Connect FM leaves DAB due to price increase
Connect FM has disappeared from its local DAB multiplex because of a “very substantial price increase” from Arqiva, the station has told RadioToday.
The station, owned by Adventure Radio, has been on DAB for five years, having been a launch partner when the Northampton multiplex launched in 2013. Connect FM also joined DAB in Peterborough, and Herts, Beds and Bucks. More recently its sister station Radio Essex joined the Southend/Chelmsford mux.
In a statement, Connect FM said: “Arqiva had been keen to have a smaller local radio station on board to launch the multiplexes and agreed an initial contract with Connect FM to December 31st 2017, with the view that Connect would have either grown its overall audience via DAB or that a significant proportion of its audience would have migrated to DAB from FM. Currently only 6000 of its 51000 weekly listeners tune in via DAB ( Source: RAJAR 2017 Q3). On renewal of the contract, Arqiva proposed a very substantial increase in the cost of DAB transmission on both of its multiplexes which would have made the station economically unviable. Despite great efforts on the part of Connect FM to offer a pricing solution that would be sustainable, Arqiva’s position did not change. In order to ensure that Connect FM can continue as a radio station it is with deep regret that Connect FM has had to withdraw its services from the Northampton and Peterborough DAB multiplexes from the 1st January 2018.”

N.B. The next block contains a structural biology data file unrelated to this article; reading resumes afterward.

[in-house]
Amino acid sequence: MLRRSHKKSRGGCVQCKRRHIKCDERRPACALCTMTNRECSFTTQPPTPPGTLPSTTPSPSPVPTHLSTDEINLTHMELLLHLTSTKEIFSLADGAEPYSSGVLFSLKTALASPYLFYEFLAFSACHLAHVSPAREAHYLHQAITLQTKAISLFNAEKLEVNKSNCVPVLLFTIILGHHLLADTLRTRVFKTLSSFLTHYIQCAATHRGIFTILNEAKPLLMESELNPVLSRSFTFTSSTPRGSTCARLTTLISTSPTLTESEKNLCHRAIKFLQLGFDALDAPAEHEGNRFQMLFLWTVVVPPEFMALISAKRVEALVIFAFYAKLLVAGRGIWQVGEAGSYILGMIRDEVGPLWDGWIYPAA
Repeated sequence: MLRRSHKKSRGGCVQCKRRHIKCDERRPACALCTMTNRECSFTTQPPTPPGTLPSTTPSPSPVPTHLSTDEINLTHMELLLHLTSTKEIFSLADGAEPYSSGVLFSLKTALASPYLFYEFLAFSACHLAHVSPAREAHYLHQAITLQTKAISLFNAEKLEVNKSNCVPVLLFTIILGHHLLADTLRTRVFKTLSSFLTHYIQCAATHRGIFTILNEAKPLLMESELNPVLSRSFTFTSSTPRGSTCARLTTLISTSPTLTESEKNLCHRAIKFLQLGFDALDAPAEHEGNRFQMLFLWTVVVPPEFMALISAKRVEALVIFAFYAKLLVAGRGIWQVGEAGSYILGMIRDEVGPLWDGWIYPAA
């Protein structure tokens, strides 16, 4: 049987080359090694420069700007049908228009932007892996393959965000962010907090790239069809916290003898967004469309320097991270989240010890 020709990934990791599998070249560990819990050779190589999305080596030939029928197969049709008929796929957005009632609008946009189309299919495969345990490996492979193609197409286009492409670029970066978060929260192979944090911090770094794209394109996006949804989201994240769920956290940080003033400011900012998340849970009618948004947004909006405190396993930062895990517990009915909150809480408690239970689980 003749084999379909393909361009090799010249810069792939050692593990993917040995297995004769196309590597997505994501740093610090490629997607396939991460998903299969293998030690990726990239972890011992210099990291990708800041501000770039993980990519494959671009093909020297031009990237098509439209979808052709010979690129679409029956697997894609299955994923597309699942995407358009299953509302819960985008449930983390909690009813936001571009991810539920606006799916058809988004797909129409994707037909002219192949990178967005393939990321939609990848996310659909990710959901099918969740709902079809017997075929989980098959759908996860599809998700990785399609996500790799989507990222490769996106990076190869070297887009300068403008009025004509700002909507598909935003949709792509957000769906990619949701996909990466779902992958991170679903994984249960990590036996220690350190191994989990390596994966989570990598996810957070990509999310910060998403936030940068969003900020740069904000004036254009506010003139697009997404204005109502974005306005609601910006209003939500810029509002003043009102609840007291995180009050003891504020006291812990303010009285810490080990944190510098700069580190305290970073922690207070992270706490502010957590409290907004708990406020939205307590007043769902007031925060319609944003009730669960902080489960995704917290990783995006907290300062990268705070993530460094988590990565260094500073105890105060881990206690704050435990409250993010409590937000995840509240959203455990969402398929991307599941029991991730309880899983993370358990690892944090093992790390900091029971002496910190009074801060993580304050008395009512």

Mark Jeeves, Operations Director of Connect FM said of this decision: “We are bitterly disappointed for our listeners to have to remove our Connect FM station from DAB in Northampton and Peterborough and at such short notice. We feel that Connect FM contributed significantly to the launch and promotion of DAB in this area and have been rewarded by Arqiva for our efforts with a huge uplift in price, which, if agreed to, would have made Connect FM unsustainable as a business. I don’t think this action by Arqiva sends a good message for smaller radio stations and clearly demonstrates the pricing power of multiplex owners over radio licence operators and their willingness to put profit over service, despite there being plenty of capacity on the Northamptonshire and Peterborough multiplexes.
“I must also add that this is the fastest I’ve ever seen Arqiva move. One of our analogue stations has been waiting for transmitter improvement work for well over a year so far. If only Arqiva were as quick to improve signals for listeners as they are to switch them off.”
In response, Arqiva told RadioToday: “We are always disappointed when a radio station comes off digital radio, generally when a contract comes to its agreed end date and there isn’t a renewal. We can’t comment further on confidential details of the contract and renewal negotiations. As is always the case, we work hard to treat all our customers fairly.”